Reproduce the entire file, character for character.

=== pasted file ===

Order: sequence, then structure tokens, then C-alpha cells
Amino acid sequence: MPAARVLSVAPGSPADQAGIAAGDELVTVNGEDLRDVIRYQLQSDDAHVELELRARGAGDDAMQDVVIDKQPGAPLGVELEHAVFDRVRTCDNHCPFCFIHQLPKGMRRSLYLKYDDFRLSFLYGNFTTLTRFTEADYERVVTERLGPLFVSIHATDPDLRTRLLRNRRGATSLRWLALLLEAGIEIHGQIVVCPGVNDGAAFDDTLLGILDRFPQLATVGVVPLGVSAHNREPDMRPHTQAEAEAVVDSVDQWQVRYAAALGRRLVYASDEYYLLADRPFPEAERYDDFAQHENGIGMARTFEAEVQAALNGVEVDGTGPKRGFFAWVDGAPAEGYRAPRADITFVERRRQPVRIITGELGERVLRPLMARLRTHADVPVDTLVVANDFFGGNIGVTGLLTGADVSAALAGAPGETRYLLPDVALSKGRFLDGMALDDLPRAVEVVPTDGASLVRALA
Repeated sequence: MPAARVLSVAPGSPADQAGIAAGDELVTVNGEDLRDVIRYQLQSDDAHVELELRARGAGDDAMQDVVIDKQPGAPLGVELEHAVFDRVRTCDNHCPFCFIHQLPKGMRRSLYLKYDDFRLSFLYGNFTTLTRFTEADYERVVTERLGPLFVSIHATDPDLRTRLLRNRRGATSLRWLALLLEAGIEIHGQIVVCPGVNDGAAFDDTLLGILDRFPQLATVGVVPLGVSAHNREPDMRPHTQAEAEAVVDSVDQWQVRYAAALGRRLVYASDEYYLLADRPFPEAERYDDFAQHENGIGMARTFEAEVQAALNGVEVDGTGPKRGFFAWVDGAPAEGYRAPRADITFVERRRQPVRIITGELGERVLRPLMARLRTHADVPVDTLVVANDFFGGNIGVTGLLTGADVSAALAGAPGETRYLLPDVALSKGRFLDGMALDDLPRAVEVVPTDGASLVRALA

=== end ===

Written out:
Order: sequence, then structure tokens, then C-alpha cells
Amino acid sequence: MPAARVLSVAPGSPADQAGIAAGDELVTVNGEDLRDVIRYQLQSDDAHVELELRARGAGDDAMQDVVIDKQPGAPLGVELEHAVFDRVRTCDNHCPFCFIHQLPKGMRRSLYLKYDDFRLSFLYGNFTTLTRFTEADYERVVTERLGPLFVSIHATDPDLRTRLLRNRRGATSLRWLALLLEAGIEIHGQIVVCPGVNDGAAFDDTLLGILDRFPQLATVGVVPLGVSAHNREPDMRPHTQAEAEAVVDSVDQWQVRYAAALGRRLVYASDEYYLLADRPFPEAERYDDFAQHENGIGMARTFEAEVQAALNGVEVDGTGPKRGFFAWVDGAPAEGYRAPRADITFVERRRQPVRIITGELGERVLRPLMARLRTHADVPVDTLVVANDFFGGNIGVTGLLTGADVSAALAGAPGETRYLLPDVALSKGRFLDGMALDDLPRAVEVVPTDGASLVRALA
Repeated sequence: MPAARVLSVAPGSPADQAGIAAGDELVTVNGEDLRDVIRYQLQSDDAHVELELRARGAGDDAMQDVVIDKQPGAPLGVELEHAVFDRVRTCDNHCPFCFIHQLPKGMRRSLYLKYDDFRLSFLYGNFTTLTRFTEADYERVVTERLGPLFVSIHATDPDLRTRLLRNRRGATSLRWLALLLEAGIEIHGQIVVCPGVNDGAAFDDTLLGILDRFPQLATVGVVPLGVSAHNREPDMRPHTQAEAEAVVDSVDQWQVRYAAALGRRLVYASDEYYLLADRPFPEAERYDDFAQHENGIGMARTFEAEVQAALNGVEVDGTGPKRGFFAWVDGAPAEGYRAPRADITFVERRRQPVRIITGELGERVLRPLMARLRTHADVPVDTLVVANDFFGGNIGVTGLLTGADVSAALAGAPGETRYLLPDVALSKGRFLDGMALDDLPRAVEVVPTDGASLVRALA